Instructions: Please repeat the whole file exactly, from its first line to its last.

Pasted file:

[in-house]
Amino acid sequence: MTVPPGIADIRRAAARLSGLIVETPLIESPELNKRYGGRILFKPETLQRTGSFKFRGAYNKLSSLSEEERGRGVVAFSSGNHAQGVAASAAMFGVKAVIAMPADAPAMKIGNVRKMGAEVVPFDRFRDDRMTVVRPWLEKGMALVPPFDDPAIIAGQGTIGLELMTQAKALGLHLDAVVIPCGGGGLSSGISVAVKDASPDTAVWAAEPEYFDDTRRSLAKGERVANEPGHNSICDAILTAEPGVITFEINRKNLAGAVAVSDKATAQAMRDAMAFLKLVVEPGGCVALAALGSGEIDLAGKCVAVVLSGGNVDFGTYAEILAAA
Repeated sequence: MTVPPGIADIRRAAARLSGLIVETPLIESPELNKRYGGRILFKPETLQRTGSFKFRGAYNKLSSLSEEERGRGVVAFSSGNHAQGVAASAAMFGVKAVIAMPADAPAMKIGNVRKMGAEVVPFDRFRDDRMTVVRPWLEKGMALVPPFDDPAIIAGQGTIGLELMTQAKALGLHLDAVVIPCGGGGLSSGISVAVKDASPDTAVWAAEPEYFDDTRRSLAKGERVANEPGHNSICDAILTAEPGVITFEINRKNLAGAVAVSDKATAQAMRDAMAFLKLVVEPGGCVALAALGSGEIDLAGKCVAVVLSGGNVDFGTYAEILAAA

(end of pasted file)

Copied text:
[in-house]
Amino acid sequence: MTVPPGIADIRRAAARLSGLIVETPLIESPELNKRYGGRILFKPETLQRTGSFKFRGAYNKLSSLSEEERGRGVVAFSSGNHAQGVAASAAMFGVKAVIAMPADAPAMKIGNVRKMGAEVVPFDRFRDDRMTVVRPWLEKGMALVPPFDDPAIIAGQGTIGLELMTQAKALGLHLDAVVIPCGGGGLSSGISVAVKDASPDTAVWAAEPEYFDDTRRSLAKGERVANEPGHNSICDAILTAEPGVITFEINRKNLAGAVAVSDKATAQAMRDAMAFLKLVVEPGGCVALAALGSGEIDLAGKCVAVVLSGGNVDFGTYAEILAAA
Repeated sequence: MTVPPGIADIRRAAARLSGLIVETPLIESPELNKRYGGRILFKPETLQRTGSFKFRGAYNKLSSLSEEERGRGVVAFSSGNHAQGVAASAAMFGVKAVIAMPADAPAMKIGNVRKMGAEVVPFDRFRDDRMTVVRPWLEKGMALVPPFDDPAIIAGQGTIGLELMTQAKALGLHLDAVVIPCGGGGLSSGISVAVKDASPDTAVWAAEPEYFDDTRRSLAKGERVANEPGHNSICDAILTAEPGVITFEINRKNLAGAVAVSDKATAQAMRDAMAFLKLVVEPGGCVALAALGSGEIDLAGKCVAVVLSGGNVDFGTYAEILAAA